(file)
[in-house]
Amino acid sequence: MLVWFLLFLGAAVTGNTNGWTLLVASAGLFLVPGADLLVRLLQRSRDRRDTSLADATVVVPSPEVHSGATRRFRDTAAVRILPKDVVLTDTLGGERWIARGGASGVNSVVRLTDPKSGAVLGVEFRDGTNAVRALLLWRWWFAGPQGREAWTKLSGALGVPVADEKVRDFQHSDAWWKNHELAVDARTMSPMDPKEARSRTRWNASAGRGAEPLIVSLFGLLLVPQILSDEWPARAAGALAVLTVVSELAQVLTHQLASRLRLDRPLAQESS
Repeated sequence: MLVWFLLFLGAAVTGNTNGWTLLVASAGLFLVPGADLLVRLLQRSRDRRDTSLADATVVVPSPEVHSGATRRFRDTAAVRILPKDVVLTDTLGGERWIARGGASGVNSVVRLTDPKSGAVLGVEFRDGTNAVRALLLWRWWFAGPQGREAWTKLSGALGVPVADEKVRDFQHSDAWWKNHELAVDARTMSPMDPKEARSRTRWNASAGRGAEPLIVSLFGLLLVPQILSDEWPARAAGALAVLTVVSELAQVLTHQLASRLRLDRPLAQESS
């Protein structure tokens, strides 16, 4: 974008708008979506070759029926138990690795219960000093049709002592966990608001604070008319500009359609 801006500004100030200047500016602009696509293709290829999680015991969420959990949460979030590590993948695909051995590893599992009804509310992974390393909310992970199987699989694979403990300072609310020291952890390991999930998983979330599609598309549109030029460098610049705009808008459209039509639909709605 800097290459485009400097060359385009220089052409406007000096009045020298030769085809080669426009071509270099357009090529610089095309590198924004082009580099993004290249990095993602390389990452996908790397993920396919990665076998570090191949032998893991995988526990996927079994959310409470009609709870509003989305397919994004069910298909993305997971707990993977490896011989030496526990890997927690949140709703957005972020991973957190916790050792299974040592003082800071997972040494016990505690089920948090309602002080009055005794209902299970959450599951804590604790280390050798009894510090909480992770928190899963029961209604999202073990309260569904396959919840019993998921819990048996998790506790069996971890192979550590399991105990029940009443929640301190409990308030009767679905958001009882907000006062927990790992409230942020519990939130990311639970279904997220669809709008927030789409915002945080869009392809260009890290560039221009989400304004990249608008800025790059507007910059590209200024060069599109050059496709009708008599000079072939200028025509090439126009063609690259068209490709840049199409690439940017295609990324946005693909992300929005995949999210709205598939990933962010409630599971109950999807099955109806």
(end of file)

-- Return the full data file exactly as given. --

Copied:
[in-house]
Amino acid sequence: MLVWFLLFLGAAVTGNTNGWTLLVASAGLFLVPGADLLVRLLQRSRDRRDTSLADATVVVPSPEVHSGATRRFRDTAAVRILPKDVVLTDTLGGERWIARGGASGVNSVVRLTDPKSGAVLGVEFRDGTNAVRALLLWRWWFAGPQGREAWTKLSGALGVPVADEKVRDFQHSDAWWKNHELAVDARTMSPMDPKEARSRTRWNASAGRGAEPLIVSLFGLLLVPQILSDEWPARAAGALAVLTVVSELAQVLTHQLASRLRLDRPLAQESS
Repeated sequence: MLVWFLLFLGAAVTGNTNGWTLLVASAGLFLVPGADLLVRLLQRSRDRRDTSLADATVVVPSPEVHSGATRRFRDTAAVRILPKDVVLTDTLGGERWIARGGASGVNSVVRLTDPKSGAVLGVEFRDGTNAVRALLLWRWWFAGPQGREAWTKLSGALGVPVADEKVRDFQHSDAWWKNHELAVDARTMSPMDPKEARSRTRWNASAGRGAEPLIVSLFGLLLVPQILSDEWPARAAGALAVLTVVSELAQVLTHQLASRLRLDRPLAQESS
């Protein structure tokens, strides 16, 4: 974008708008979506070759029926138990690795219960000093049709002592966990608001604070008319500009359609 801006500004100030200047500016602009696509293709290829999680015991969420959990949460979030590590993948695909051995590893599992009804509310992974390393909310992970199987699989694979403990300072609310020291952890390991999930998983979330599609598309549109030029460098610049705009808008459209039509639909709605 800097290459485009400097060359385009220089052409406007000096009045020298030769085809080669426009071509270099357009090529610089095309590198924004082009580099993004290249990095993602390389990452996908790397993920396919990665076998570090191949032998893991995988526990996927079994959310409470009609709870509003989305397919994004069910298909993305997971707990993977490896011989030496526990890997927690949140709703957005972020991973957190916790050792299974040592003082800071997972040494016990505690089920948090309602002080009055005794209902299970959450599951804590604790280390050798009894510090909480992770928190899963029961209604999202073990309260569904396959919840019993998921819990048996998790506790069996971890192979550590399991105990029940009443929640301190409990308030009767679905958001009882907000006062927990790992409230942020519990939130990311639970279904997220669809709008927030789409915002945080869009392809260009890290560039221009989400304004990249608008800025790059507007910059590209200024060069599109050059496709009708008599000079072939200028025509090439126009063609690259068209490709840049199409690439940017295609990324946005693909992300929005995949999210709205598939990933962010409630599971109950999807099955109806």